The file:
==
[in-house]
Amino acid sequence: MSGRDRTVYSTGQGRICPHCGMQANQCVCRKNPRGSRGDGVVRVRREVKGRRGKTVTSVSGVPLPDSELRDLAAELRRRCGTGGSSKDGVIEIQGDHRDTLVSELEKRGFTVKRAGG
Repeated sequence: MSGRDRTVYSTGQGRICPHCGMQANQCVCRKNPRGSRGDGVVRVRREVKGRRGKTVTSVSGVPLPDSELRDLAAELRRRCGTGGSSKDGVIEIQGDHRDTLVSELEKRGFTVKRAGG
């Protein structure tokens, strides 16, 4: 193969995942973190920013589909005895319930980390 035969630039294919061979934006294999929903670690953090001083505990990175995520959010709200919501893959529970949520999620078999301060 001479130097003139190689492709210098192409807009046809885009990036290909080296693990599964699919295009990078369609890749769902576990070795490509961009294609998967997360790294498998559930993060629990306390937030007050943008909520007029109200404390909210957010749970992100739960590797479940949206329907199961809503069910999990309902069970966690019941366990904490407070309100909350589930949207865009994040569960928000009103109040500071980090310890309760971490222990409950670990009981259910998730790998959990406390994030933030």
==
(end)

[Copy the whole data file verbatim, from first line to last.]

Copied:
[in-house]
Amino acid sequence: MSGRDRTVYSTGQGRICPHCGMQANQCVCRKNPRGSRGDGVVRVRREVKGRRGKTVTSVSGVPLPDSELRDLAAELRRRCGTGGSSKDGVIEIQGDHRDTLVSELEKRGFTVKRAGG
Repeated sequence: MSGRDRTVYSTGQGRICPHCGMQANQCVCRKNPRGSRGDGVVRVRREVKGRRGKTVTSVSGVPLPDSELRDLAAELRRRCGTGGSSKDGVIEIQGDHRDTLVSELEKRGFTVKRAGG
């Protein structure tokens, strides 16, 4: 193969995942973190920013589909005895319930980390 035969630039294919061979934006294999929903670690953090001083505990990175995520959010709200919501893959529970949520999620078999301060 001479130097003139190689492709210098192409807009046809885009990036290909080296693990599964699919295009990078369609890749769902576990070795490509961009294609998967997360790294498998559930993060629990306390937030007050943008909520007029109200404390909210957010749970992100739960590797479940949206329907199961809503069910999990309902069970966690019941366990904490407070309100909350589930949207865009994040569960928000009103109040500071980090310890309760971490222990409950670990009981259910998730790998959990406390994030933030």